The Pitfalls of the Peroni Supermodel. A Scottish Opera.

(Pic: Andy Houseman , aka, old youth, enjoying the delights of the Needle on the Shelter Stone, Scotland, in winter. Credit Nick Bullock.)  

The Glenmore Lodge bar heaved a fusty Fug. The throng swayed. Beer flowed.
Driving builds a thirst and having driven from Llanberis to Avemore, for the largest part of the day, my thirst was big. Dougal Haston looked down from behind his glass frame hanging high on the panelled wall and winked. Primarily I had driven to Scotland to present a lecture at the AMI AGM on the Saturday evening, but climbing was also high on my agenda. Youth, aka, Andy Houseman, my climbing partner for Saturday, stood next to me chatting and drinking and being charming.

“On no account can I miss this lecture Youth! I need a short day. We will have to climb in the convenient Northern Corries.”

“Ok Nick, no worries.”

I had arranged to climb on Sunday also, but this time with the DMM Rep, Rob Greenwood. Rob, the super psyched, super fit, super loud, super young, (in fact younger than youth) Greenwood.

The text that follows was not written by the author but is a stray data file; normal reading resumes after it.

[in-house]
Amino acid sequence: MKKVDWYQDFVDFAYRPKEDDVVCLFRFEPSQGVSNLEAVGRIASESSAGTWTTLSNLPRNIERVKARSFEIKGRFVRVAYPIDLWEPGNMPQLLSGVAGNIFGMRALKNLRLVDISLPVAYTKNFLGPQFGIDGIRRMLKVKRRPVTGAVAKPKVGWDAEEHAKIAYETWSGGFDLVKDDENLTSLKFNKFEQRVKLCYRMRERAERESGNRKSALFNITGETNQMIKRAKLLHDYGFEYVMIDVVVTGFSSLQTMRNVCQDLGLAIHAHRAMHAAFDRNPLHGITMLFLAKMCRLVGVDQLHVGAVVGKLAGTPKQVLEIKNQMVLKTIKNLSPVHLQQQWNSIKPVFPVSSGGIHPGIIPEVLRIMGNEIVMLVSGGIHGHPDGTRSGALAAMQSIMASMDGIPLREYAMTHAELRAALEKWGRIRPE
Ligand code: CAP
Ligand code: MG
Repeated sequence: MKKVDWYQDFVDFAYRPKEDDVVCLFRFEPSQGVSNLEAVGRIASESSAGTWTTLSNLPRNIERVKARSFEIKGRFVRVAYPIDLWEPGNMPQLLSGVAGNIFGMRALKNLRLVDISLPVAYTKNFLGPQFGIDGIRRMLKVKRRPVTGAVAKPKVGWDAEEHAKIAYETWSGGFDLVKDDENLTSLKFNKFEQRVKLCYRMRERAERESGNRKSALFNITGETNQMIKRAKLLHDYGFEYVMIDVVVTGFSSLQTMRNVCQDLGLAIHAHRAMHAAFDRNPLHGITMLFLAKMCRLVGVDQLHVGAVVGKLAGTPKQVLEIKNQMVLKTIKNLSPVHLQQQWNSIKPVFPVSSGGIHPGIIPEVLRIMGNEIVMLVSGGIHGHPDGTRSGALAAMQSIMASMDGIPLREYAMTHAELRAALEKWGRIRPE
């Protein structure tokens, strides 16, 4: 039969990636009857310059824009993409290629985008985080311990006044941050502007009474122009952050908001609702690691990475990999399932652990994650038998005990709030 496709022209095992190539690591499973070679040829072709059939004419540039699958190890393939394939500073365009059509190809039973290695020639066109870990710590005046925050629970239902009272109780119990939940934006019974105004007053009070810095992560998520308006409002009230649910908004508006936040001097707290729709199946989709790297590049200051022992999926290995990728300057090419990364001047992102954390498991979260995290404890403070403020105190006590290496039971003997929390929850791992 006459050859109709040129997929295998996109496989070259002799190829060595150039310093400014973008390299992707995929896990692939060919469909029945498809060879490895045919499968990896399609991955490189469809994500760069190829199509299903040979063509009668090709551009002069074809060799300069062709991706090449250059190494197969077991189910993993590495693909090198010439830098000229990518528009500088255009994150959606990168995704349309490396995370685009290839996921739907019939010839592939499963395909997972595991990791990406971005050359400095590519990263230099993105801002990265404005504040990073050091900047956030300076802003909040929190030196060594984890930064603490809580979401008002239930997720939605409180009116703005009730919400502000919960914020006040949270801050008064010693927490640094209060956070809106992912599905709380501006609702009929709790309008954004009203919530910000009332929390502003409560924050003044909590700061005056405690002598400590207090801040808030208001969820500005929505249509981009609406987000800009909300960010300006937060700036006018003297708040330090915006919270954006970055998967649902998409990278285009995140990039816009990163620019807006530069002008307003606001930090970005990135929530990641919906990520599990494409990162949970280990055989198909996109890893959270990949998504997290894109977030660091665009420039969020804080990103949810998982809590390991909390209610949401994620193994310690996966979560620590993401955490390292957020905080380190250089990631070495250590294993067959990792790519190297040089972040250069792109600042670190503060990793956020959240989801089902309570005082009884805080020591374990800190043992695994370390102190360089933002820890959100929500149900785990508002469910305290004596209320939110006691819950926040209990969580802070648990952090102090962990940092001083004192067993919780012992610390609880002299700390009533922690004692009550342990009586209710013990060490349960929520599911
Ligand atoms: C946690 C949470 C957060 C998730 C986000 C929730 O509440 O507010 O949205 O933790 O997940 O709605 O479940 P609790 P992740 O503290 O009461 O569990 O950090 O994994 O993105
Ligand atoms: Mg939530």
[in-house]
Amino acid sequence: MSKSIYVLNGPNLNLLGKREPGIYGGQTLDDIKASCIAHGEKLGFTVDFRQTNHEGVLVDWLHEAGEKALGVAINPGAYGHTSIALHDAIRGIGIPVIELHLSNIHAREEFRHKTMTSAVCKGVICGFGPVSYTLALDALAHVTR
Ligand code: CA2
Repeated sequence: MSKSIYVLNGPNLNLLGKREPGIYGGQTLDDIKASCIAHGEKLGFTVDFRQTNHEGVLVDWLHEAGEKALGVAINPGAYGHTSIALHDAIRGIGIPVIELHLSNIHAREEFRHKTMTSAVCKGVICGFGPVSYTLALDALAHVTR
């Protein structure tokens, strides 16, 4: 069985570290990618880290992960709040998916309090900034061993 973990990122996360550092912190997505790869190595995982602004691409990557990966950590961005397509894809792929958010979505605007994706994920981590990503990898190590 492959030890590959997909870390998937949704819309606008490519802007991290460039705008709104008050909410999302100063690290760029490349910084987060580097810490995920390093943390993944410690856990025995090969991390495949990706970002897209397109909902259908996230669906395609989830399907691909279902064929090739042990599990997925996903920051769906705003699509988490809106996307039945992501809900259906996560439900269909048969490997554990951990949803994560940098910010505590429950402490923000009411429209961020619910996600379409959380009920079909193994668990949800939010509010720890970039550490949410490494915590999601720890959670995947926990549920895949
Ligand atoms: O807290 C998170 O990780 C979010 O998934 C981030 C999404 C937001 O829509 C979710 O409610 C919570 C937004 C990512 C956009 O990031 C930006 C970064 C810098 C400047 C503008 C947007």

I lifted the long, slim, supermodel shaped glass. The glass had a swirling Italian pattern and the word Peroni etched into the side. The glass oozed sex appeal. It fit my hand perfect. Even better, it was three-quarters full of strong larger. I smacked my lips. I was happy with my lot.

Houseman leant toward me. The bar hubbub increased. For a second, big dark eyes locked mine, he wore a concerned expression. To be heard above the beer fuelled revelling, he lent even closer. The smell of temptation and corruption wafted from his evil Yorkshire baritone and crawled into my ear.

“Benson reckons Shelter Stone is plastered. Robertson and McPherson did a new route there yesterday.”